Creeping Criminalisation: Mapping of Indonesia’s National Laws and Regional Regulations That Violate Human Rights of Women and LGBTIQ People

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This report is relevant for development practitioners as it provides a detailed examination of the laws affecting the rights of women and LGBTIQ people in Indonesia.

This report examines the national laws and regional regulations in eight provinces in Indonesia that have an impact on the rights of women and LGBTIQ people. The report outlines the historical context, the legal process and proliferation of regional regulations across Indonesia relating to women and LGBTIQ people. International human rights law is also discussed as Indonesia has ratified multiple human rights treaties. The report highlights that there is no national anti-discrimination law which protects sexual orientation and gender identity (SOGI), or laws protecting against gender based discrimination in Indonesia.

The report presents the findings of a study which examined regional regulations which discriminate on the basis of gender and sexual orientation in the following eight provinces: Aceh, DKI Jakarta, East Kalimantan, Lampung, North Sumatera, South Sulawesi, South Sumatera and Yogyakarta. The study found that the regional regulations are not aligned with national laws, the Indonesian Constitution and the Pancasila. A continued growth of fundamentalist interpretations of Islam is considered a significant factor influencing the subordination of women and discrimination against same-sex attracted individuals in the regional provinces. A second key finding is that violence against women and LGBT individuals is not considered a crime in many regions and that the community is increasingly taking the law into their own hands, leading to the creation of a misogynistic and homophobic ‘moral police’. The third key finding is that there is a lack of knowledge in the regions of how to draft regulations, a lack of knowledge on gender equality and the principles of the Indonesian Constitution.

A series of case studies are examined in the report to demonstrate the influence of anti-LGBTIQ regional regulations on the LGBTIQ community. The report concludes with a series of recommendations for the district, national and international level, including the need to ensure that human rights, women’s rights and LGBTIQ rights are being protected across the regions and ensure that the national laws are not discriminatory and uphold Indonesia’s international obligations.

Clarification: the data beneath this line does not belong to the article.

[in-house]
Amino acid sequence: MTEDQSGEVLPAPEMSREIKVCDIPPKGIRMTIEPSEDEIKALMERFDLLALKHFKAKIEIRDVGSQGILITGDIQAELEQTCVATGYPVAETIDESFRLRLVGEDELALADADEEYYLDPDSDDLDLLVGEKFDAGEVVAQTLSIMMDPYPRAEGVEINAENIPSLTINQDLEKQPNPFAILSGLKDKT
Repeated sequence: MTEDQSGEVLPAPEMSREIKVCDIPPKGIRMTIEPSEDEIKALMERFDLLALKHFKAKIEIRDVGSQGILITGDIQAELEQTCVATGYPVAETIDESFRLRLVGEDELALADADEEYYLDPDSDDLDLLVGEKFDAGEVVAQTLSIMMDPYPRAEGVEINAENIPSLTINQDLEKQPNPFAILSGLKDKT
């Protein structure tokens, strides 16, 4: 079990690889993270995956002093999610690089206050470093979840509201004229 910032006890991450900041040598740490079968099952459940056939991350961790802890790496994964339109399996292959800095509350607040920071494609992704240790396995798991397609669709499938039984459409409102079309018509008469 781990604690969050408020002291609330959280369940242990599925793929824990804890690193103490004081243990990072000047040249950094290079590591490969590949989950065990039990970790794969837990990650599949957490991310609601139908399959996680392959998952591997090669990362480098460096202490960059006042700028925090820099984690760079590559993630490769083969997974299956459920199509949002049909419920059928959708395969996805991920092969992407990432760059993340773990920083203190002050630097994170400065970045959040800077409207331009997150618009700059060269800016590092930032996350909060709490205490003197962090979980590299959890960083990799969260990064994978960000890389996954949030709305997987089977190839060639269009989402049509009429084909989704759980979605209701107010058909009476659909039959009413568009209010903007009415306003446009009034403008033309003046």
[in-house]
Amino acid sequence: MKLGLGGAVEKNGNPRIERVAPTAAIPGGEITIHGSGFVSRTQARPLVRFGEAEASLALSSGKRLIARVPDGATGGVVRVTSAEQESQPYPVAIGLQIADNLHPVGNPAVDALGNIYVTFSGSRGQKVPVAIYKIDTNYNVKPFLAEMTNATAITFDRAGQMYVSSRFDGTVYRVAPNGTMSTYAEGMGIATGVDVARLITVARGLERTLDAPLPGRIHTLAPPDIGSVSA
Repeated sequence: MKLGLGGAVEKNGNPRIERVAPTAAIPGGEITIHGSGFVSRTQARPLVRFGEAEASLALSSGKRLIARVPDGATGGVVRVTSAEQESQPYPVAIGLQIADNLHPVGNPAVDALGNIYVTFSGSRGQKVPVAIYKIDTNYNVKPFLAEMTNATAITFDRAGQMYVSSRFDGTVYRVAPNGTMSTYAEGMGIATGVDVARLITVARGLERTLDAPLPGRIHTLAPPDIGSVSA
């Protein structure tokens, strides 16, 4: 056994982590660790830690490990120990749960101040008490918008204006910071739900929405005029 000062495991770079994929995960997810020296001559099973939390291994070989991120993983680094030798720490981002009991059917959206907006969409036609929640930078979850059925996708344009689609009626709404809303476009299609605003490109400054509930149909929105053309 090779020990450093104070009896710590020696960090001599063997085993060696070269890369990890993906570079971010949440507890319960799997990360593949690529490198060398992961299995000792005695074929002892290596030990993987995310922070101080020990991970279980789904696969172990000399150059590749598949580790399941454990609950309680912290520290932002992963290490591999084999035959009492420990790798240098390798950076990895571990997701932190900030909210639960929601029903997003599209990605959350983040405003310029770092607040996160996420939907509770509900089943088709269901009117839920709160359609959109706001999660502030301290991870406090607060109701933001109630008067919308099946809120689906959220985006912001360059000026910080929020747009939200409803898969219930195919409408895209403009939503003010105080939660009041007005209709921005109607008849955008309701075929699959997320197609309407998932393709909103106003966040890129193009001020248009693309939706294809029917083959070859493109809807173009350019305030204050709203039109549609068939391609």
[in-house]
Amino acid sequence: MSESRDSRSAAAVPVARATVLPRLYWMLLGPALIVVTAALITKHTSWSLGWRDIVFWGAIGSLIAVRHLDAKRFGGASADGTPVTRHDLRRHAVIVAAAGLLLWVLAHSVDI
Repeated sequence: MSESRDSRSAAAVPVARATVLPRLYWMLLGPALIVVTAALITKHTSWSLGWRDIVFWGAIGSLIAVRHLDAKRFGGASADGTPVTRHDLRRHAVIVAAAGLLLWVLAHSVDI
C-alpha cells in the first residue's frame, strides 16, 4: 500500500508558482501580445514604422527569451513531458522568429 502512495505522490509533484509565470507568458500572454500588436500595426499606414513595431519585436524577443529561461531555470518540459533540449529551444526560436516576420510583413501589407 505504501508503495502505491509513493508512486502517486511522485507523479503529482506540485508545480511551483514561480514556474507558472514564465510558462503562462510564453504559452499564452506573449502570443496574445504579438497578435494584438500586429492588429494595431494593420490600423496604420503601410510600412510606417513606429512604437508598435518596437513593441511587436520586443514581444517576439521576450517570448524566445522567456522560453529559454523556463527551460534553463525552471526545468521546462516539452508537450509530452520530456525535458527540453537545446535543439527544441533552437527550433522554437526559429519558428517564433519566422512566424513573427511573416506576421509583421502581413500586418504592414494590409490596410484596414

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“Over the last decade the LGBTIQ movement has become more visible, exposing the stigma, discrimination and violence that LGBTIQ people experience. At the same time, conservative actors in Indonesia have also become more vocal. Several hard-line Muslim militias have gained notoriety for interfering with LGBTIQ gatherings and for committing other acts of violence against LGBTIQ individuals.“

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This report examines the national laws and regional regulations in eight provinces in Indonesia that have an impact on the rights of women and LGBTIQ people. The report outlines the historical context, the legal process and proliferation of regional regulations across Indonesia relating to women and LGBTIQ people. International human rights law is also discussed as Indonesia has ratified multiple human rights treaties. The report highlights that there is no national anti-discrimination law which protects sexual orientation and gender identity (SOGI), or laws protecting against gender based discrimination in Indonesia.

The report presents the findings of a study which examined regional regulations which discriminate on the basis of gender and sexual orientation in the following eight provinces: Aceh, DKI Jakarta, East Kalimantan, Lampung, North Sumatera, South Sulawesi, South Sumatera and Yogyakarta. The study found that the regional regulations are not aligned with national laws, the Indonesian Constitution and the Pancasila. A continued growth of fundamentalist interpretations of Islam is considered a significant factor influencing the subordination of women and discrimination against same-sex attracted individuals in the regional provinces. A second key finding is that violence against women and LGBT individuals is not considered a crime in many regions and that the community is increasingly taking the law into their own hands, leading to the creation of a misogynistic and homophobic ‘moral police’. The third key finding is that there is a lack of knowledge in the regions of how to draft regulations, a lack of knowledge on gender equality and the principles of the Indonesian Constitution.

A series of case studies are examined in the report to demonstrate the influence of anti-LGBTIQ regional regulations on the LGBTIQ community. The report concludes with a series of recommendations for the district, national and international level, including the need to ensure that human rights, women’s rights and LGBTIQ rights are being protected across the regions and ensure that the national laws are not discriminatory and uphold Indonesia’s international obligations.